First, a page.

Across the street is an old church. He tells us the history and walks us over. We try to go in but it’s locked. He shows us an area that had been burned under a palm tree. He says that voodoo has happened here. People come to pray. We walk back to the waiting mototaxis and head out. We stop by the local market. This is where people come to sell their goods. It is disgusting. The stench as we walk up is horrible. There is rotten fruit and food on the ground and garbage everywhere. We go in and stop. Keldy says that we are not to take pictures. The vendors get very upset about it and want money for the picture. We walk through and it is very organized into sections. Shoes, clothing, misc goods like lotion, shampoo, cologne, batteries. Then we walk over to the food area. Fruit and vegetables, rice, bean and other food. Then we walk over to the meat area. All different kinds of meat are hanging, being processed and covered in flies. There are goats and pigs moments away from being slaughtered. Keldy tells us that most of the time they are slaughtered at home before coming to market and they bring it there to sell. But, sometimes they do it there. We walk over to the apparel area. There is new and used clothing. Emily says ‘this is where your clothes and shoes end up when you donate.’ We are done at the market and I am glad to be. It has a horrible smell and its making me sick. I put peppermint in my mouth to feel better. We walk out and get on the awaiting mototaxis.

We ride along and come to the massive cathedral. It is packed full and alot of people are standing. People are singing and the priest is speaking. We walk around to outside of the church and Keldy tells us it is the most beautiful church in the Caribbean. The usual looks are given to us and a few young girls follow us.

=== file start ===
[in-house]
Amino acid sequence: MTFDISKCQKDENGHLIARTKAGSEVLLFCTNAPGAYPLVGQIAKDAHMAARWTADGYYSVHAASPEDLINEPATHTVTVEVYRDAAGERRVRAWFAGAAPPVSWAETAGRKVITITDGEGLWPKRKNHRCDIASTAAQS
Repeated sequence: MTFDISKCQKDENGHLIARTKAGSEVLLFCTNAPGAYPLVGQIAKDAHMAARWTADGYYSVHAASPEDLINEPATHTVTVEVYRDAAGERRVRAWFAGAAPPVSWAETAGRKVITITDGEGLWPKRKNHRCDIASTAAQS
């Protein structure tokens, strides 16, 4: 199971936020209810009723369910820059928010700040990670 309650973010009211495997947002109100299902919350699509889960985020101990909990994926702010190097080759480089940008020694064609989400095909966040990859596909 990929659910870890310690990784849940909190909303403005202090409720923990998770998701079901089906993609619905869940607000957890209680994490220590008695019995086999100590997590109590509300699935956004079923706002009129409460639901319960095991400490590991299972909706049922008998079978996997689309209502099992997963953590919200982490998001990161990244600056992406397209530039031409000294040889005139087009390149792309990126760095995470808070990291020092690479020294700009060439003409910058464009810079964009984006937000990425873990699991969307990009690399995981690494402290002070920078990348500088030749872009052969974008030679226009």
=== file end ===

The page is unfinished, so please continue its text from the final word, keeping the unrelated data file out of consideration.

Next stop, the cemetery. Most burials are done near peoples homes but if you are rich, you get a proper burial and tomb. Most tombs have family members in them. We walk a little through the cemetery and we stop at a place where voodoo has been performed. There is burn marks and char on some concrete and rocks near some tombs. Keldy goes into detail about white and black magic and how it works. Pretty interesting beliefs here in Haiti. We are standing near 2 very small tombs of children. One maybe 2 to 4 years old and the other 3-5 years old. So sad. I start to walk around and look over to where the earth had recently been overturned. I think someone must’ve recently been buried here. Upon closer look, I see a human femur. It is one of a child. I look around more and soon realize that I am surrounded by human bones. It is a littl e creepy and I want to document it. I start taking photos and let the others know what I have found. They come and look. Keldy tells us that it is very common to bury someone and 3 months later come and dig it up and bury someone else. They have ran out of room in the cemetery. I see clothing in different stages of wear. This must be the clothing these people wore at burial. So sad to see. I get a little weirded out and I want to leave. We walk out to the awaiting mototaxis and head back to the MFH house. We are let in by security and we go and eat our awaiting lunch. It is pretty good too. Chicken drumsticks, rice with a yummy sauce, avocado’s and salad. Fresh squeezed lime juice. SO tart!! We add more water and sugar so we can stomach it. It tastes pretty good after we do that. The avocados here are the size of grapefruits and are so wonderful. I love them. The fresh salad is a nice treat too. We are supposed to do our breakfast and dinner dishes. The cooks are there still at lunch time so they do those dishes. There is bleach for rinsing our dishes and we are happy for all they do to protect us from sickness.